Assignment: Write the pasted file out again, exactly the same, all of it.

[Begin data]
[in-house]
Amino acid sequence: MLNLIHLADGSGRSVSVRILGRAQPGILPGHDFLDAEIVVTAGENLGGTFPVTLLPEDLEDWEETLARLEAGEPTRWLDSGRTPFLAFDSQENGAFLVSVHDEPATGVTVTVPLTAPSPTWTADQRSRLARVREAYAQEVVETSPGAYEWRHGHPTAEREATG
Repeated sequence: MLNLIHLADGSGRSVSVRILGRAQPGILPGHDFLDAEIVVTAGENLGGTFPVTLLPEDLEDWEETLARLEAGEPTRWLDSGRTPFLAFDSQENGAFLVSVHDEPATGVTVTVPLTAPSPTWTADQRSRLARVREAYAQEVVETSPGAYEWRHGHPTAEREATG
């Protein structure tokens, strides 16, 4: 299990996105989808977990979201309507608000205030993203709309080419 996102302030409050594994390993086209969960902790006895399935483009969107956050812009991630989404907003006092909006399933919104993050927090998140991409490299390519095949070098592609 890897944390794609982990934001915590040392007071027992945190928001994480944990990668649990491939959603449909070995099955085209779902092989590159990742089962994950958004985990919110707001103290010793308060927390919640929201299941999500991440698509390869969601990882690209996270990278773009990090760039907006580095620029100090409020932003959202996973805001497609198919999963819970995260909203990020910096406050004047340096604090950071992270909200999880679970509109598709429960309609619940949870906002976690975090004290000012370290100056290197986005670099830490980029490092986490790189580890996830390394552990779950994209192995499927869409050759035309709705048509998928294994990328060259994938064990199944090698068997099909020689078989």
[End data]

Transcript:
[in-house]
Amino acid sequence: MLNLIHLADGSGRSVSVRILGRAQPGILPGHDFLDAEIVVTAGENLGGTFPVTLLPEDLEDWEETLARLEAGEPTRWLDSGRTPFLAFDSQENGAFLVSVHDEPATGVTVTVPLTAPSPTWTADQRSRLARVREAYAQEVVETSPGAYEWRHGHPTAEREATG
Repeated sequence: MLNLIHLADGSGRSVSVRILGRAQPGILPGHDFLDAEIVVTAGENLGGTFPVTLLPEDLEDWEETLARLEAGEPTRWLDSGRTPFLAFDSQENGAFLVSVHDEPATGVTVTVPLTAPSPTWTADQRSRLARVREAYAQEVVETSPGAYEWRHGHPTAEREATG
């Protein structure tokens, strides 16, 4: 299990996105989808977990979201309507608000205030993203709309080419 996102302030409050594994390993086209969960902790006895399935483009969107956050812009991630989404907003006092909006399933919104993050927090998140991409490299390519095949070098592609 890897944390794609982990934001915590040392007071027992945190928001994480944990990668649990491939959603449909070995099955085209779902092989590159990742089962994950958004985990919110707001103290010793308060927390919640929201299941999500991440698509390869969601990882690209996270990278773009990090760039907006580095620029100090409020932003959202996973805001497609198919999963819970995260909203990020910096406050004047340096604090950071992270909200999880679970509109598709429960309609619940949870906002976690975090004290000012370290100056290197986005670099830490980029490092986490790189580890996830390394552990779950994209192995499927869409050759035309709705048509998928294994990328060259994938064990199944090698068997099909020689078989």